Disinfectant Craze Rages On for Covid-Skittish: You don’t need to deep-clean surfaces to stay safe from the coronavirus, but many U.S. consumers still aren’t taking any chances. Shoppers bought 15% more home-cleaning items such as liquid and spray disinfectants last year compared to in 2019, according to data from market researcher IRI. While sales slipped from 2020’s huge figures in both dollar terms and by volume, the trends suggest sanitizing has become ingrained in everyday routines, benefiting companies like Clorox, Reckitt Benckiser and Procter & Gamble. Read more from Daniela Sirtori-Cortina.
Pharmacies Scrambling for Rapid Tests, Survey Shows: Nearly every pharmacy in a new survey said it’s having a difficult time keeping up with the rampant demand for at-home Covid-19 tests. A survey by the National Community Pharmacists Association found that 92.7% of roughly 8,000 pharmacy owners and managers say they are having a tough time sourcing enough at-home tests to meet high demand. In addition, the survey found that around one-quarter of pharmacies that administer Covid-19 tests said they’re having difficulty getting supplies needed to perform them, according to a statement from NCPA.
What Else to Know Today
High Court Rejects Abortion Providers Again in Texas Lawsuit: The U.S. Supreme Court dealt a fresh rebuff to Texas abortion providers by refusing for a second time to return their suit challenging the state’s sweeping ban to the trial judge who had once blocked the law. The justices without explanation dismissed the providers’ request for an order directing a federal appeals court to return the case to U.S. District Judge Robert Pitman. The suit centers on the Texas ban on most abortions after about six weeks of pregnancy. The court’s three liberal justices dissented.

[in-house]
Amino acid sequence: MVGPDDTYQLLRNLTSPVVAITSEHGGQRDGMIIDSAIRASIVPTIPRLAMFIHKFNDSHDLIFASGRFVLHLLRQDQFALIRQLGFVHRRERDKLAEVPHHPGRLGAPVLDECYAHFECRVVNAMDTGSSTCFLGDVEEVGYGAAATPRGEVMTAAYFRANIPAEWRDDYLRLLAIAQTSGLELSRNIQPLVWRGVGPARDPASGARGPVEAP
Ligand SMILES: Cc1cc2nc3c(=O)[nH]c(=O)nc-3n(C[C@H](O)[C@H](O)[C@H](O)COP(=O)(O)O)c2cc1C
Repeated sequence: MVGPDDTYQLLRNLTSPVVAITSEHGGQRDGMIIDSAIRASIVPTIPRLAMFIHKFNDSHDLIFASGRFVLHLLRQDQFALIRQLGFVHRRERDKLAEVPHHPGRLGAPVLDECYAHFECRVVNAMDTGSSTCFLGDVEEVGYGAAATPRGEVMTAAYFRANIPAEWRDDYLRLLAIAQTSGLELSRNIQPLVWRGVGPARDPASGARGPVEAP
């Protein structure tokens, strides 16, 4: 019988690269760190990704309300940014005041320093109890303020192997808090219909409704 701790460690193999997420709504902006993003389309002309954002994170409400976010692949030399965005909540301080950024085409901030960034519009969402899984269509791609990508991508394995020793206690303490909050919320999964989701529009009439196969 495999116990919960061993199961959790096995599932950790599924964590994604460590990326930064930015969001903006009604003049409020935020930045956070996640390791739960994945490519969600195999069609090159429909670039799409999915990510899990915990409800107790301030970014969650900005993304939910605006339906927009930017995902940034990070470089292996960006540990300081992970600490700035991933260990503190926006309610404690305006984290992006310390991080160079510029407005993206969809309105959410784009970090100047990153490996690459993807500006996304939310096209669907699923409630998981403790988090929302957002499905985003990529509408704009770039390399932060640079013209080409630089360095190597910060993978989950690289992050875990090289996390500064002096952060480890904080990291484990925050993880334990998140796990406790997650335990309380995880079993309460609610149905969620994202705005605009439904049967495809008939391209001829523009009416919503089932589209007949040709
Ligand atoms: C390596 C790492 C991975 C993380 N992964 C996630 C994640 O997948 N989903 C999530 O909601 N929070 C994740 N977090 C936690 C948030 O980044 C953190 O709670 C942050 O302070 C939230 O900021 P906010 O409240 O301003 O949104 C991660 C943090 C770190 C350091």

Justice Sonia Sotomayor said the majority was countenancing delaying tactics by the state and a federal appeals court to keep an unconstitutional statute in force. “This case is a disaster for the rule of law and a grave disservice to women in Texas, who have a right to control their own bodies,” Sotomayor wrote for herself and Justices Stephen Breyer and Elena Kagan. “I will not stand by silently as a state continues to nullify this constitutional guarantee.” Read more from Greg Stohr.
Market Power of Doctors, Hospitals Seen in High Coverage Costs: Market power among doctors and hospitals leads to higher prices for commercial insurers than what Medicare pays, the Congressional Budget Office said yesterday. “Greater market power among providers consistently leads to prices for commercial insurers that are higher than Medicare FFS’s [fee-for-services] prices and that vary more widely,” the CBO said in a report. Higher prices paid by commercial insurers are a sore subject for employers, some of whom say providers are taking advantage of a lack of competition. Read more from Sara Hansard.
Quarter of Adults Too Sedentary, CDC Says: Two years into a pandemic that’s normalized work-from-home and moved many social gatherings online, new data from the Centers for Disease Control and Prevention show that many Americans were couch potatoes long before Covid-19. A quarter of U.S. adults aren’t active enough to protect their health, according to a CDC analysis conducted from 2017 to 2020. The agency released a map yesterday showing the South had the highest prevalence of inactivity, followed by the Midwest, Northeast and West. Read more from Madison Muller.
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- Casi Pharma Surges as Antibody Gets FDA’s Orphan Drug Label
- Nuvation Rises as Cancer Drug Approved to Begin Human Trials
Editor’s Note: Friday’s BGOV Health Briefing corrected the description of the Biotechnology Innovation Organization in second paragraph.
To contact the reporter on this story: Brandon Lee in Washington at firstname.lastname@example.org